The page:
• Remove the latkes from the pan using metal spatula and place them on wire cooling rack to drain.
  • I recommend serving latkes fresh within 10 minutes of frying them, if your cooking schedule permits. If you need to make them ahead, fry them 4 hours or less before serving. After letting the latkes drain on the wire cooling rack, place them on an ungreased, unlined cookie sheet. Leave them at room temperature till ready to reheat. Place in a 375 degree oven for about 10 minutes (7 if using a convection oven), until heated through, just prior to serving.
  • Serve latkes with applesauce and/or sour cream, if desired.

Comments (45)Post a Comment

  1. Excellent - 5 starsExcellent - 5 starsExcellent - 5 starsExcellent - 5 starsExcellent - 5 stars
    This recipe sounds great! I’m already thinking ahead to my Hanukkah party. Is it possible to make these ahead of time and freeze them then reheat them?

  2. Excellent - 5 starsExcellent - 5 starsExcellent - 5 starsExcellent - 5 starsExcellent - 5 stars
    Wow, those look fantastic! Most of the potato latkes I’ve eaten were mushy, not crispy. Thanks for sharing tips on making them crispy. I have russet potatoes and onions standing by. I look forward to trying these. Can I make a batch to freeze after cooking?

    1. Hi Faythe and Danielle! I don’t usually like to freeze latkes, since they never reheat quite as crisp, but it certainly can be done. Freeze them with wax paper in between layers (to keep them separated, otherwise they’ll stick together). Reheat them in a single layer on a bare cookie sheet in the oven (per the instructions in the recipe) until heated through. Use the convection setting on the oven, if you have one. When hot, drain them for a couple of minutes on a cooling rack or paper towels and serve.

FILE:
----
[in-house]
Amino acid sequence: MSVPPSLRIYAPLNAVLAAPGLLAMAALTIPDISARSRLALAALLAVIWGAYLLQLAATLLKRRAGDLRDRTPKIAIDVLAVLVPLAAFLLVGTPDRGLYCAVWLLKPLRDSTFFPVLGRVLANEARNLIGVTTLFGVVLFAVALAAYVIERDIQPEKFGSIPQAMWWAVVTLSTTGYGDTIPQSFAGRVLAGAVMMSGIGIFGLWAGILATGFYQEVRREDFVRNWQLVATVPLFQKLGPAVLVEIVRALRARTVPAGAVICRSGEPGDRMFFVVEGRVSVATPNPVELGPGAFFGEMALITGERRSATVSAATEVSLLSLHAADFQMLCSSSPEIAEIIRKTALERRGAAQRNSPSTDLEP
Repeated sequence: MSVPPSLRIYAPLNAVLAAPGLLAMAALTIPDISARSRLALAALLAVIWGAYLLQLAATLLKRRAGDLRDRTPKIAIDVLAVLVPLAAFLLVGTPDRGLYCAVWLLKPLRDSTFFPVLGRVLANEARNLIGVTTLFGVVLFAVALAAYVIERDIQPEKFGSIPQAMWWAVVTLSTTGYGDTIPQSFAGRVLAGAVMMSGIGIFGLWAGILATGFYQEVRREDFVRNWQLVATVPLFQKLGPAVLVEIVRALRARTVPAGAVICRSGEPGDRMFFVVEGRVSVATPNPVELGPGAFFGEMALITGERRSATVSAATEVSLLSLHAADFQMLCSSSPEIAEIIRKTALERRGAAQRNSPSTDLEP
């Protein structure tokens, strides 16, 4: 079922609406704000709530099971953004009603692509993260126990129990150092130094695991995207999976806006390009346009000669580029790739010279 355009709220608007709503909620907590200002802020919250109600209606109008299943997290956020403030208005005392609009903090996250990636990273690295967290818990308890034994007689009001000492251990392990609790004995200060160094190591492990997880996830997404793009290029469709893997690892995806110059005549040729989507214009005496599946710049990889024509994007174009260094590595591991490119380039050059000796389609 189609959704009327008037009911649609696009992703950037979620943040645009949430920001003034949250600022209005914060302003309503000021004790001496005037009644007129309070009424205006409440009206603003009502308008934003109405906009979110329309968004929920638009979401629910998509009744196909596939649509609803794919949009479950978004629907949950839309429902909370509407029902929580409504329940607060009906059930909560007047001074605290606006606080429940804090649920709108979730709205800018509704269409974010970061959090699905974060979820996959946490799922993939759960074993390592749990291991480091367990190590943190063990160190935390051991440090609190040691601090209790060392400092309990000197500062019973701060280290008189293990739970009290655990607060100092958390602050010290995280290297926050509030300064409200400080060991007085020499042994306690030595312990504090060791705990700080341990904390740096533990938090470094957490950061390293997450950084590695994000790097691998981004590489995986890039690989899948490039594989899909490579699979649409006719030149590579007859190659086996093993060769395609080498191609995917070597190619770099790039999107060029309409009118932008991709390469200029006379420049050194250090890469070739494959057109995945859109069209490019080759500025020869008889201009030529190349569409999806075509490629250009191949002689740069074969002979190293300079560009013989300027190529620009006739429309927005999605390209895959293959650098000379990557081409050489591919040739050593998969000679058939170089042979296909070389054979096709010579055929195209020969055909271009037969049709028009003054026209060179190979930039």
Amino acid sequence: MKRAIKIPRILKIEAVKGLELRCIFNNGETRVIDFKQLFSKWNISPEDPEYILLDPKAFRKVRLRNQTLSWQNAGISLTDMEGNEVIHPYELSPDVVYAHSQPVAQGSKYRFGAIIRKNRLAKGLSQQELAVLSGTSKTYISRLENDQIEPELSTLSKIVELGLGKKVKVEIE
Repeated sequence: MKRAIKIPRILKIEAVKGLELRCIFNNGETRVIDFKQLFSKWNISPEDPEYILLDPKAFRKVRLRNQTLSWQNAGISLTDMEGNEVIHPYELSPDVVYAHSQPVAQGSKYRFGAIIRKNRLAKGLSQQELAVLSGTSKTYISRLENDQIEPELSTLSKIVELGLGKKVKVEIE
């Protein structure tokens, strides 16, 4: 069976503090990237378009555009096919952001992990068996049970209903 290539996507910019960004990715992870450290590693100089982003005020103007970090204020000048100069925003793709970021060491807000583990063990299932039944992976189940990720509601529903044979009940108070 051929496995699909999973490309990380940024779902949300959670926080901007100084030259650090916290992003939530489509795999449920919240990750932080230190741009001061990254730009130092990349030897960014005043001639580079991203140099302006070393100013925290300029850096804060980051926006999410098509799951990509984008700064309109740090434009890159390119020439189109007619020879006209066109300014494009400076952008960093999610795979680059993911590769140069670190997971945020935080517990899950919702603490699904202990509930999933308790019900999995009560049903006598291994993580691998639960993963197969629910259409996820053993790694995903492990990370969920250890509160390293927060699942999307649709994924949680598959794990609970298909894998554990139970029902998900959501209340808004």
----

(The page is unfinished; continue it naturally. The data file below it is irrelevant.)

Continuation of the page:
3. The twisting of the cloth is key to remove the moisture. Never thought about soaking the potatoes to remove the starch. Good one Tori.

    1. It really works well Barry! I agree, the cloth is super helpful in getting out that extra liquid. The drier the mixture is when it fries, the crispier the latkes turn out. :)

  4. Excellent - 5 starsExcellent - 5 starsExcellent - 5 starsExcellent - 5 starsExcellent - 5 stars
    I have never made these before but after reading this, it looks like something I want to try. Your post is very clear, informative and has some great tips. The latkes look very addictive and tasty, no doubt you have done this more than once! Great post Tori!

  5. Oh my gosh they were melt in your mouth delish. Chrispy cruchie just the way I love them w/ applesauce cuz I can’t have the sourcream.

  6. Excellent - 5 starsExcellent - 5 starsExcellent - 5 starsExcellent - 5 starsExcellent - 5 stars
    Tori – these look wonderful! I love latkes. It’s funny – I always use grated onion in my potato salad…I guess grated onion and potatoes are friends!

  7. Very good - 4 starsVery good - 4 starsVery good - 4 starsVery good - 4 starsVery good - 4 stars
    Beautiful Latkes, Tori.

    What temp should convection oven be set on & what’s (7 if using a convection oven) mean?

    One way to keep the potatoes white is to swcatter ice cubes among them!

    Also, I have always drained my potato latkes on brown grocery bags & they’re always a hit! YUM!!!